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Live Life On Your Terms

When abnormal cells grow out of control in your body, they can form a cancer tumor that crowds out your healthy cells. When this occurs in the bladder, it's known as bladder cancer.

Bladder cancer can occur at any age, but usually affects older adults and men more than women. However, a large majority of cases are diagnosed at an early stage when the disease is highly treatable. Unfortunately, bladder cancer is also likely to re-occur. Because of this survivors of the disease often undergo follow-up tests for years.

In advanced stages, bladder cancer cells can spread to other parts of your body. This is known as metastasis, and can be very serious. That’s why it’s important to begin treating the cancer as early as possible.

Find hope in knowing the compassionate, expert teams at the AdventHealth Cancer Institute and Global Robotics Institute are here to help.

Together, da Vinci® surgery technology and your doctor have the ability to perform complex procedures through just a few small openings.
Headshot of Dr Vipul Patel of GRI

About Dr. Patel

Dr. Patel is world-renowned for his contribution to the field of robotic-assisted surgery. He is one of the most experienced robotic surgeons in the world and has personally performed more than 12,000 robotic prostatectomies.

Dr. Patel has developed techniques in robotic surgery that have translated to improve patient care and outcomes. His innovations have helped to improve cancer treatment and return of early urinary continence and sexual function.

Dr Patel authored the first textbook on robotic urologic surgery, written several textbook chapters, and published over 100 articles in peer-reviewed journals.

Symptoms, Diagnosing & Treatment

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Symptoms & Causes of Bladder Cancer

Symptoms of Bladder Cancer

Blood in the Urine (hematuria)

Having blood in your urine is the most common symptom of bladder cancer. Sometimes you can see the blood in your urine, but most of the time you can’t. In many cases, it will need to be tested under a microscope by a pathologist to be sure. Having blood in your urine does not automatically mean you have bladder cancer. Things like a urinary tract infection or kidney stones can cause blood to appear in your urine. It’s even normal for some people to have a bit of blood in their urine.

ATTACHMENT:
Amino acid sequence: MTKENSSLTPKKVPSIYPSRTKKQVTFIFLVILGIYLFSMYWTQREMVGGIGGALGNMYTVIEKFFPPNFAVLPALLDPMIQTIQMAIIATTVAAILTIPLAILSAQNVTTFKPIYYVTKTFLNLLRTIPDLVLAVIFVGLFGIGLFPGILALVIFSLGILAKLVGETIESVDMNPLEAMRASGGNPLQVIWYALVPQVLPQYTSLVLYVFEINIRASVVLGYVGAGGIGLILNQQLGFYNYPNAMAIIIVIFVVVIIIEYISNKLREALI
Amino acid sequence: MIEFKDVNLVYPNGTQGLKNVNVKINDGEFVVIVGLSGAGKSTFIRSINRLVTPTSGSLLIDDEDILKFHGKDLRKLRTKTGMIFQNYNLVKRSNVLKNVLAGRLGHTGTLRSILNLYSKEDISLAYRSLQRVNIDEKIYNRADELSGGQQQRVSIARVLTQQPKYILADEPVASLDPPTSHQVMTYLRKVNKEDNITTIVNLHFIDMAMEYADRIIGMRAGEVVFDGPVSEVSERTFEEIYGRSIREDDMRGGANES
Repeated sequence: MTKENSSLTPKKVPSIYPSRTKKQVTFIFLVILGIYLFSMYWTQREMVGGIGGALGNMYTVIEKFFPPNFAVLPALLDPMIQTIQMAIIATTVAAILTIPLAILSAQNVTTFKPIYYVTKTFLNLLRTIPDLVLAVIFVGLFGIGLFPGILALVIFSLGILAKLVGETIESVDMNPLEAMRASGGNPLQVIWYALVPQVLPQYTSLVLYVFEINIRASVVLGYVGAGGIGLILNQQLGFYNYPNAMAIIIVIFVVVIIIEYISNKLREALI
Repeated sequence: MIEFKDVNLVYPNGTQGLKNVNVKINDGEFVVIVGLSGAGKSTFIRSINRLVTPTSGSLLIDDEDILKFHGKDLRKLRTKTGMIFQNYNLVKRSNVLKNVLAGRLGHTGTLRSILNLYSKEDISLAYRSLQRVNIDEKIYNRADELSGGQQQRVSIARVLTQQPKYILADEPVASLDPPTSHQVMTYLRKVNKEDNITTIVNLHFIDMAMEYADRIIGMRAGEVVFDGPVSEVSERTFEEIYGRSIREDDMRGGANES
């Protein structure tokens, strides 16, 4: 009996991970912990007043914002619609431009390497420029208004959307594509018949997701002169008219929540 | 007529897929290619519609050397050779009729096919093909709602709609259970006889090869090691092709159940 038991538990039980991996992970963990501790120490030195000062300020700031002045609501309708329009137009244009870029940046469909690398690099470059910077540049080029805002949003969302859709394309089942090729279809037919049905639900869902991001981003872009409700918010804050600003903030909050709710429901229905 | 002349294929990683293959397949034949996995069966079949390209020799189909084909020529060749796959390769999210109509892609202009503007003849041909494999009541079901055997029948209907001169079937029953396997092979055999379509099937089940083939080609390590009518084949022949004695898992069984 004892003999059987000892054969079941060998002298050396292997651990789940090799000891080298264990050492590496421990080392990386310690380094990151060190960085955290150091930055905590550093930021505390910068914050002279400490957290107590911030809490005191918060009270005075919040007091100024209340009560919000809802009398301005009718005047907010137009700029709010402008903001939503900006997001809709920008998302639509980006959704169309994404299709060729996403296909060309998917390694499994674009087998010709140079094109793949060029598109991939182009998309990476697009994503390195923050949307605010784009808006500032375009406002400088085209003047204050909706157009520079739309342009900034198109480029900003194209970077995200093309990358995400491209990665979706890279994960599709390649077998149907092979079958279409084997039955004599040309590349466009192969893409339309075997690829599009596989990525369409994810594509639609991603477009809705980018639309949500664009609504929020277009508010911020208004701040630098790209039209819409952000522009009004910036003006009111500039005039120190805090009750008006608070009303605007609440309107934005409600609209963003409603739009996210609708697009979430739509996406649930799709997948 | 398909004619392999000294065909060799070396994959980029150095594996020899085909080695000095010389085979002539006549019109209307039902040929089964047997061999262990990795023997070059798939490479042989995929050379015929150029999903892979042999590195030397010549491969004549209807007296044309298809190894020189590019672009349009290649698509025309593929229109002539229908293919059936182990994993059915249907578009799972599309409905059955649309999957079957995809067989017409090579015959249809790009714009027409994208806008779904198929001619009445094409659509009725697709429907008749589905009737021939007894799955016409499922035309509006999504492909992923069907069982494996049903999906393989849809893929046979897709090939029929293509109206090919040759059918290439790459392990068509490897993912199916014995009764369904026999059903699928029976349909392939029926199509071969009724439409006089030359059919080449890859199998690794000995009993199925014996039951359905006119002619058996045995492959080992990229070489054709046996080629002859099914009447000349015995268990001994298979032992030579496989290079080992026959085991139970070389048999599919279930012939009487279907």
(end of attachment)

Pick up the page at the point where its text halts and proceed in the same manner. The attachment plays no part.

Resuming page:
Frequent or Painful Urination (dysuria)

Although less common, frequent or painful urination not due to a urinary tract infection can be a sign of bladder cancer. If you have these symptoms or concerns, contact us today for an appointment or to request more information.

Causes of Bladder Cancer

It’s not always clear to doctors what causes bladder cancer. However, there are several risk factors that may increase your chance of developing it:

Smoking

Smoking is responsible for half of all bladder cancers in the United States. When you smoke, some of the chemicals are expelled into your urine. Over time, this can damage the lining of your bladder. Bladder cancer is two to three times more likely to occur in smokers than non-smokers.

Chemicals

Think of your kidneys as a filtration system. They play a key part in removing harmful chemicals from your blood and body. This means that when you are exposed to chemicals that are linked to cancer (carcinogens), they can find their way to your bladder. These harmful chemicals then sit there for a few hours before you urinate. High levels of arsenic in drinking water is linked to higher rates of bladder cancer. Plus, chemicals used in the manufacture of dyes, paints, rubber, leather and textiles can increase your risk. Hairdressers, machinists, printers, painters and truck drivers may be at higher risk. Chemicals are responsible for about 23% of all bladder cancers.

Other Risk Factors

  • Increasing Age - Although bladder cancer can occur at any age, it rarely appears in people younger than 40.
  • Race and Sex - Caucasians have a greater risk than other races, and males about four times more than women.
  • Bladder Infections - Having frequent bladder infections or ones that last a long time.
  • Certain Medicines - Certain drugs used for treating other cancers, such as cyclophosphamide (Cytoxan®).
  • Radiation Therapy – When used on the pelvic area, such as for prostate and cervical cancer.
Diagnosing Bladder Cancer

Today, there is no recommended routine screening for the general public for bladder cancer. However, you may be referred to a urologist if your primary care doctor believes you have a problem. A urologist handles problems of the urinary and male reproductive systems.

The urologist will ask about your possible exposure to risk factors, such as smoking and chemicals. He or she will also discuss your health habits, family medical history and any past treatments. Those who had certain birth defects of the bladder, had bladder cancer before or were exposed to certain chemicals would be considered very high risk. This may result in more wide-ranging tests. The earlier bladder cancer it is found, the chance of it being successfully treated is higher.

After a thorough physical exam, one or more tests also may be prescribed:

Imaging Tests